Here is an interesting decision by the First Circuit Court of Appeals that discusses the liability of a property appraiser who told the plaintiff that “‘he could not himself perform the appraisal’ but [said] that ‘he would find another appraiser and would supervise and review that appraiser’s work.'” Well, the appraisal was wrong and the “supervising appraiser,” who did not charge for his work, was sued.
The Court reversed a grant of summary judgment in favor of the “supervising appraiser,” holding that there was a jury issue on the nature of the relationship between the parties and the extent of the movant’s role in the transaction.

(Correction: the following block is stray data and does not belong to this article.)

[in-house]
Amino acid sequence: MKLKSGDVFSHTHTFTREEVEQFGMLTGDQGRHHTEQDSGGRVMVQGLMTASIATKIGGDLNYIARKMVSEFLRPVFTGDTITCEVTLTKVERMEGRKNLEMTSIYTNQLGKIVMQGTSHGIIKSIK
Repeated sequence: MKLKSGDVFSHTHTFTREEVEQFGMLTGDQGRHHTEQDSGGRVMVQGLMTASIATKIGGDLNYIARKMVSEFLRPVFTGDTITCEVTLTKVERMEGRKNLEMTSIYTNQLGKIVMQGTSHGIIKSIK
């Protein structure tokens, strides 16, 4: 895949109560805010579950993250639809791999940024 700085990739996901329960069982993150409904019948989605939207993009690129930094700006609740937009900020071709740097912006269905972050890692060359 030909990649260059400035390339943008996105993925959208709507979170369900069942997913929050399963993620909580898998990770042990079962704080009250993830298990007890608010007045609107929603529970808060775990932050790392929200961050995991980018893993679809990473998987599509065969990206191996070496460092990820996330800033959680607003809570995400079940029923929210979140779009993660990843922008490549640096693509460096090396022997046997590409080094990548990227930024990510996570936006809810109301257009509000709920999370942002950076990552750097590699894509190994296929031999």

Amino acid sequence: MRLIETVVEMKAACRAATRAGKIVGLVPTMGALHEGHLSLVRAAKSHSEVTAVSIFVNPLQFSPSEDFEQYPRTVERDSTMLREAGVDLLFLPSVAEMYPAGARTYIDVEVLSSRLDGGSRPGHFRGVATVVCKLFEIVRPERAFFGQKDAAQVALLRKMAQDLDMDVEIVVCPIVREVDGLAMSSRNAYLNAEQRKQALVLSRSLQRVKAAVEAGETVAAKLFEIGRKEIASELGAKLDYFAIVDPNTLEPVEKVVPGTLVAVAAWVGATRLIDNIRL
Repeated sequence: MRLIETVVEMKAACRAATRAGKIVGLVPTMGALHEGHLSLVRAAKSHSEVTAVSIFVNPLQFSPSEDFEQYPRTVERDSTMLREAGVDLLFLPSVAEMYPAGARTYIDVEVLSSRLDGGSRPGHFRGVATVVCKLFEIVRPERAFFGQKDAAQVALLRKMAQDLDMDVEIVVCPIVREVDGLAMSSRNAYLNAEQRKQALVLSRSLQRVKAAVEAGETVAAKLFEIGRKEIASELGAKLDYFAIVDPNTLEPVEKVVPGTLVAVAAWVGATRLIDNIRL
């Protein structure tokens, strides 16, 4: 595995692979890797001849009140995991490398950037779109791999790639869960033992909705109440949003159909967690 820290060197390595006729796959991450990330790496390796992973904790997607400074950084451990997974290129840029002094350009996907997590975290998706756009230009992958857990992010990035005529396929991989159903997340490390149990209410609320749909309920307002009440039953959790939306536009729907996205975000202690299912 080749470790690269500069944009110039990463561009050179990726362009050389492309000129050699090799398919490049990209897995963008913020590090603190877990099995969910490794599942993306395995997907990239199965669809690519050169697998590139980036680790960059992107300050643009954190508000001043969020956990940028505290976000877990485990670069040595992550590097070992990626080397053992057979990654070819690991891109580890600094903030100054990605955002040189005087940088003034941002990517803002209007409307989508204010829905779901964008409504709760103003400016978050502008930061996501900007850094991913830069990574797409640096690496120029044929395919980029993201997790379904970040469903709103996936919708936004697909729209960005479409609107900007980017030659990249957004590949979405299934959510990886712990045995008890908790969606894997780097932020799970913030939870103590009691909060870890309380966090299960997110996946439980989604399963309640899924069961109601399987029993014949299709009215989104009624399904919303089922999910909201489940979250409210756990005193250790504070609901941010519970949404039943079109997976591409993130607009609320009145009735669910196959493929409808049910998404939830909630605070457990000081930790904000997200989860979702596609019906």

Although this case was decided under Massachusetts law, I bring it to your attention because Tennessee has a number of recent decisions on the issue of “gratuitious undertaking.” (For example, see Biscan v. Brown here and cases cited therein.) Massachusetts law on the subject is a little different than Tennessee law, but the opinion is a nice refresher on the topic.